Did animal dung cause the Cambrian explosion? Chinese researchers think so
The appearance of large animals on Earth might owe something to the droppings of their smaller cousins, according to a new study by Chinese scientists.
At an ancient sea bed deposit in Guizhou province, researchers found trace elements of animal dung which they said could be an important trigger for the sudden appearance of large animals more than 500 million years ago during the Cambrian period.
Known as Cambrian explosion, the evolutionary event included the rapid change of life from small, individual cell organisms to large, sophisticated animals with biodiversity almost equivalent to that of today.
What triggered the Cambrian explosion had intrigued palaeontologists for centuries. One popular belief was the increase of oxygen in water, which enabled life forms to grow in size.
But what caused the oxygen increase in the ancient oceans, all the way from the surface to the bottom?
In the latest issue of the Journal of the Geological Society, professor Cai Chunfang and colleagues at the Chinese Academy of Sciences’ Institute of Geology and Geophysics said it could have been a two-step process.
There was an expansion of shallow water areas in the ancient Yangtze ocean, which was part of global tectonic moments during the early parts of the Cambrian period, according to their analysis of trace elements such as nitrogen and carbon isotopes that were abundant near the surface.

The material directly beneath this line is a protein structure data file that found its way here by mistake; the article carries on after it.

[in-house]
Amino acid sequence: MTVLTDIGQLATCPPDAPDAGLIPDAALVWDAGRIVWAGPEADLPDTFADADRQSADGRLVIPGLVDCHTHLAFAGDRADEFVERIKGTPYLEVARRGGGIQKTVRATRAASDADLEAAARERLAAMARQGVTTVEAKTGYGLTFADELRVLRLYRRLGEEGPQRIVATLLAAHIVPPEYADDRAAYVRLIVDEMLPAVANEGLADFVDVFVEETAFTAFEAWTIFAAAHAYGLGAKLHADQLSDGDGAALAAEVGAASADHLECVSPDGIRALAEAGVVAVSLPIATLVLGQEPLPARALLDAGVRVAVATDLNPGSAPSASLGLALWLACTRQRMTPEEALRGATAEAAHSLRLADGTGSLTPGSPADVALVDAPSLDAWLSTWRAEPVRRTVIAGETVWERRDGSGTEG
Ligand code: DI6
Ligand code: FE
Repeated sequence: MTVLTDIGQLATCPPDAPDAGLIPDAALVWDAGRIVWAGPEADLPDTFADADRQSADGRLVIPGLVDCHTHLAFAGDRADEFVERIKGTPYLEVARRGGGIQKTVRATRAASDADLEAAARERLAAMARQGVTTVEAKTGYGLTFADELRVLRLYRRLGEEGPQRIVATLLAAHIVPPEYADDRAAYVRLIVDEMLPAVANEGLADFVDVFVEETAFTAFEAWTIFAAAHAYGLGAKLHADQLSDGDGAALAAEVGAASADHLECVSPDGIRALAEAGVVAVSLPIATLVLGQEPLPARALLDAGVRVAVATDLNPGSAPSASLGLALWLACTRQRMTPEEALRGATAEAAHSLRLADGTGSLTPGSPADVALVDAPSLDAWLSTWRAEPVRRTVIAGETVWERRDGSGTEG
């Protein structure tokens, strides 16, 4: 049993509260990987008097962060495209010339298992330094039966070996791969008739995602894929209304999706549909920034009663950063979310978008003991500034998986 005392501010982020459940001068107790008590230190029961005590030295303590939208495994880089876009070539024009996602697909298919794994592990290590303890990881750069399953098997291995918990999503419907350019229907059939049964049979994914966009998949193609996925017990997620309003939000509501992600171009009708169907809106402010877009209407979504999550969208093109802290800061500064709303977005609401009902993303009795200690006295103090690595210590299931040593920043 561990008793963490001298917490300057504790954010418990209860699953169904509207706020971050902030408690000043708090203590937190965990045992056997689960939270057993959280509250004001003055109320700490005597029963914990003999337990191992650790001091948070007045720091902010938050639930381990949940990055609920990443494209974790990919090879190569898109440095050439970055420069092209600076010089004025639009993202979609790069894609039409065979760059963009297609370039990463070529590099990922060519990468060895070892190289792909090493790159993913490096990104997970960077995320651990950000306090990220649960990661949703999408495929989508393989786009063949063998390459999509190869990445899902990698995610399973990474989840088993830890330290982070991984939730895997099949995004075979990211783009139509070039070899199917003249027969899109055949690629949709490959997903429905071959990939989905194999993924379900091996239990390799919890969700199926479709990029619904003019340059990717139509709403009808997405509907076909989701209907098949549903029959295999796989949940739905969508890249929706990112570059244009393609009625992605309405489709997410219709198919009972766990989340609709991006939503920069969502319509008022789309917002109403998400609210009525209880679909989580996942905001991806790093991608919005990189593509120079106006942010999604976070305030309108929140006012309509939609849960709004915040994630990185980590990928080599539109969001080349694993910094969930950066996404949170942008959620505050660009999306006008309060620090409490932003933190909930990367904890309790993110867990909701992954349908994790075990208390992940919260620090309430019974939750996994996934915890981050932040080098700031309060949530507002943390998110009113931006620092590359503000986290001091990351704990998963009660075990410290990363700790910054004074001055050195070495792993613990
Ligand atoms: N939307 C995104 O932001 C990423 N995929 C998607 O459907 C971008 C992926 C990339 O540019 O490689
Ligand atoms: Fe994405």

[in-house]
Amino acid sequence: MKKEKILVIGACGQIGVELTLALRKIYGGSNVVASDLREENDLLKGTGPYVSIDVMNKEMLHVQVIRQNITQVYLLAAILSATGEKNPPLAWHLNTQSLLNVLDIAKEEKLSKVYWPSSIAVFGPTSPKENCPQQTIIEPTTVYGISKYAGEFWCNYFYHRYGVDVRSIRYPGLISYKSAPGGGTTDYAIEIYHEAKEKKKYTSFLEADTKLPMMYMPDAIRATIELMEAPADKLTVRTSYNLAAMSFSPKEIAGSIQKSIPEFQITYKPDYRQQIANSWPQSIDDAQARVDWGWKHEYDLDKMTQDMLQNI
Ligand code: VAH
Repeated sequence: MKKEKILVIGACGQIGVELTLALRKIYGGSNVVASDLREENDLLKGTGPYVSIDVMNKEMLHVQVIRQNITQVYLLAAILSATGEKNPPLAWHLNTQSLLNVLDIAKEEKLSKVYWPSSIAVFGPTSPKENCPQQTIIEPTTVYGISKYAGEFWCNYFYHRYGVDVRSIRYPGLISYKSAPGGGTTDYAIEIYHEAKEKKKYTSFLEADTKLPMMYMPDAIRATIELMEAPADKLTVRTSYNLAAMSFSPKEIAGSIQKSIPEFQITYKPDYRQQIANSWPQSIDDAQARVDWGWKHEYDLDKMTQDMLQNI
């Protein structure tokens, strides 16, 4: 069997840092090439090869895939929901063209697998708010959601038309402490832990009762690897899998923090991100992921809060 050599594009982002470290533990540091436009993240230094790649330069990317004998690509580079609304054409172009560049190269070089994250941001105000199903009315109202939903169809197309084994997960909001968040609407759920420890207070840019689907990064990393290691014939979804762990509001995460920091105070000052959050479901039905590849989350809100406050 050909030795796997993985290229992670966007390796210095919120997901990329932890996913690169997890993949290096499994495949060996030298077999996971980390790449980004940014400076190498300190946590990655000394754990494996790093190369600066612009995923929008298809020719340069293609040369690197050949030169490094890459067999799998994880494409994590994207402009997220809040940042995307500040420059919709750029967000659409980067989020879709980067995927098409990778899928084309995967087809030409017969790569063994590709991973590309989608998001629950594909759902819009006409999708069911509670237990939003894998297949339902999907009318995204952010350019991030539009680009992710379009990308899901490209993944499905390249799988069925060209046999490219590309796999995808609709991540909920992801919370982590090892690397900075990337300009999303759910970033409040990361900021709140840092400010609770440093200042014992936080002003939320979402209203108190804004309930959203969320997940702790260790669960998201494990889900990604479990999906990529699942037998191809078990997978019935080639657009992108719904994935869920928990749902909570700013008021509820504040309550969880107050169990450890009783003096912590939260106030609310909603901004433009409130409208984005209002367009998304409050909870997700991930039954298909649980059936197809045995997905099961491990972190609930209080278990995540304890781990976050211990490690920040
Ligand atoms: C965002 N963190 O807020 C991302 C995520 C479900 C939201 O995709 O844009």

In the shallow water emerged small size animals. But the total oxygen level in the ocean was still low, and it was not until a large quantity of waste produced by the small animals descended to the ocean bed did large animals begin to appear.
The droppings not only carried oxygen directly into deep water, but slowed down the oxygen consumption at the sea bed, the researchers said.
The waste could bind with oxygen-hungry elements such as iron to stop them from absorbing oxygen from water, which led to the increase of total oxygen in the world’s oceans.
At Cambrian sites in China, America, Europe and Australia, palaeontologists had discovered giant predators such as the Anomalocaridid, a bizarre shrimp-like creature which could grow to nearly two meters in length with toothy maws and spiny limbs.
The Anomalocaridid appeared in the early Cambrian and remained on top of the food chain for millions of years.